When comparing seasonal characteristics of solar and wind in previous post, there was one graph that got my attention:
It shows wind got shortages (visible orange lines) during the summer months, while solar had its best production at the same time. Solar got shortages in the beginning and end of the year, while wind had a decent production at the same time. Then it is tempting to assume that solar and wind are complementary. I understand that solar and wind are only complementary on average. When it comes to individual timeslots, they are certainly not complementary. That is an disadvantage when production and demand need to be in balance at all times.
What if we throw in storage? Is there an optimal mix of solar and wind that can deliver as much as possible direct power from solar and wind, therefor minimizing storage requirements? Separately, both solar and wind have dizzying storage requirements. Yet they could be balanced by means of 2,421 GWh storage in my first post on storage. This tells me that quite some gain is possible combining them both. Can we go even lower by varying both capacities? Maybe even in a storage range that is feasible? However, at a higher multiplier both drifted apart and solar was left far behind, so it might not be as simple as it looks.
I first modified the model by disconnecting solar and wind capacities, assigning their own multiplier that I could manipulate independent from each other. I then tried numerous runs with different combination of shares of solar and wind, but I couldn’t find storage requirements below 2,400 GWh. That didn’t go well.
Just before I was about to give up, I got the idea to look whether I could find something in the scientific literature on the optimal mix of solar and wind. To my surprise, I found a scientific paper titled Seasonal optimal mix of wind and solar power in a future, highly renewable Europe. It is a paper from the time of the dinosaurs however, published in 2010. The authors also start from the observation of seasonal differences and have the same question as I have (could solar and wind balance each other at 100% share).
This is the abstract:
The renewable power generation aggregated across Europe exhibits strong seasonal behaviors. Wind power generation is much stronger in winter than in summer. The opposite is true for solar power generation. In a future Europe with a very high share of renewable power generation those two opposite behaviors are able to counterbalance each other to a certain extent to follow the seasonal load curve. The best point of counterbalancing represents the seasonal optimal mix between wind and solar power generation. It leads to a pronounced minimum in required stored energy. For a 100% renewable Europe the seasonal optimal mix becomes 55% wind and 45% solar power generation. For less than 100% renewable scenarios the fraction of wind power generation increases and that of solar power generation decreases.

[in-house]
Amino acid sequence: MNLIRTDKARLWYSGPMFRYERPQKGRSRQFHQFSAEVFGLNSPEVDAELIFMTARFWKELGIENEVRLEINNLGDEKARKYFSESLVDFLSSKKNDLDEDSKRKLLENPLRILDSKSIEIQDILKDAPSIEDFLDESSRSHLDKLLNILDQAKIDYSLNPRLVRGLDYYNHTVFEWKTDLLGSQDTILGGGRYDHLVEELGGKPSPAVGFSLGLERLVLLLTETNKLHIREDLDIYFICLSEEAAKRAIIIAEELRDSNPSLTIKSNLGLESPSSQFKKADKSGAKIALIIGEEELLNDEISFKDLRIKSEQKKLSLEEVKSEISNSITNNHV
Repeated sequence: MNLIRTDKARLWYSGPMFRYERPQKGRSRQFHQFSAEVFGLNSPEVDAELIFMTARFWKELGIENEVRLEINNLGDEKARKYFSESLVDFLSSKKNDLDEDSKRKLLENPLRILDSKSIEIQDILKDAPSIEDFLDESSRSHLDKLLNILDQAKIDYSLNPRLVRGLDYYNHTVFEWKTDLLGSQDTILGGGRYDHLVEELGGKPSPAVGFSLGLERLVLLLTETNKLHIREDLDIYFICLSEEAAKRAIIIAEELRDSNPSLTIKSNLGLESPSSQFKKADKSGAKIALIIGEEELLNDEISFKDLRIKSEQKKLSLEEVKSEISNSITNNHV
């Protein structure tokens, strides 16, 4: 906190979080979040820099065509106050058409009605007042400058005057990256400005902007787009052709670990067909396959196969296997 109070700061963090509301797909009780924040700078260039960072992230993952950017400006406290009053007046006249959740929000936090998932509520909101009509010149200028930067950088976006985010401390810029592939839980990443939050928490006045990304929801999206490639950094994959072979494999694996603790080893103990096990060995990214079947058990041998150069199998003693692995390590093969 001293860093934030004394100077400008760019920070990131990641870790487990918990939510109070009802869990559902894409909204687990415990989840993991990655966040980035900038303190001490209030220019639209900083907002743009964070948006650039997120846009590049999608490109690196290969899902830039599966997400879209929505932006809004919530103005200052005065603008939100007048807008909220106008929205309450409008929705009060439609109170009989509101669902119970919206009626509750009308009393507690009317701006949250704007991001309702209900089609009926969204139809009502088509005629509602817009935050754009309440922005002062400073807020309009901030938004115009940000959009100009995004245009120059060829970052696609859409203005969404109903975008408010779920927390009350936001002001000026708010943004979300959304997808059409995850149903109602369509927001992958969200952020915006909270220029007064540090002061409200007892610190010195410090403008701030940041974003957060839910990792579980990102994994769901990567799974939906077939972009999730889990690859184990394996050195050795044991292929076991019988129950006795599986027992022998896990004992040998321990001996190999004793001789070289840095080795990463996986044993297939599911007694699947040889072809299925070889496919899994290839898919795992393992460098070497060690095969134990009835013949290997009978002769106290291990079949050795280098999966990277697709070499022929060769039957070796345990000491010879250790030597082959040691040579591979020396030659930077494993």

They have two approaches to find this sweet spot. The first is theoretical (a formula), the second is a simple storage model. They find an optimal share of 40% – 50% solar production and 50% – 60% wind production for 100% supply by solar and wind (in the conclusion they state 45% solar and 55% wind, probably they just took the average).
That is interesting, they look at it from a different perspective than I did. Until now I worked in multiples of current capacities, they work with production.
Time to adapt the model once again. The starting point of the new version is the total target production of one year and then calculating what this would mean for solar and wind production in that year. Because I know what production of solar and wind actually did, I can calculate a conversion factor and apply this to the production in the reference year. That way, I can tweak the model using the total target production until I get to the point where there are no shortages for the selected shares of solar and wind. Then I could read the resulting maximum storage capacity. This in the assumption that, in a situation of no shortages, the lower the production is for a certain share of solar and wind, the less power will end up in storage.
This is what I got when running a 45%/55% split of solar/wind and the same production that could balance 8.57x the current capacities (with a small surplus at the start of the reference year 2018):
There are now 6.5 days of shortages in this scenario, minimum required backup is still 12,880.72 MW (of 13,251 MW in the reference year) and storage is also already much higher than 2,421 GWh. This scenario is not better than the initial 8.57x scenario where solar and wind balance their load.
Running other splits between 50-60 wind and 40-50 solar all gave required storage higher than 2,421 GWh. No luck there either.
Then I got the idea to try scenarios with shares larger than 60% for wind and a smaller than 40% for solar. Wind correlates better with demand at our latitude and solar has the most extremes, therefor the optimal split might be outside the proposed range. That finally worked. I found a share of 35% solar and 65% wind the most optimal, supported by “only” 2,389 GWh of storage. Our current capacity of solar and wind (34.4% solar and 65.6% wind) is close to that sweet spot, that is why I had problems finding scenarios with less required storage.
Solar and wind are intrinsically intermittent, so this sweet spot might well be 35/65 in the reference year 2018, but it might differ in previous and next years. Also demand is changing from one year to the next. Making that sweet spot an ever moving target.
That sweet spot is in fact a probability area and that area might be bigger than the authors of the paper found.
The biggest problem that I see is the storage requirement. Although 2,389 GWh is a huge improvement over solar and wind separately, it is still an insanely high storage capacity.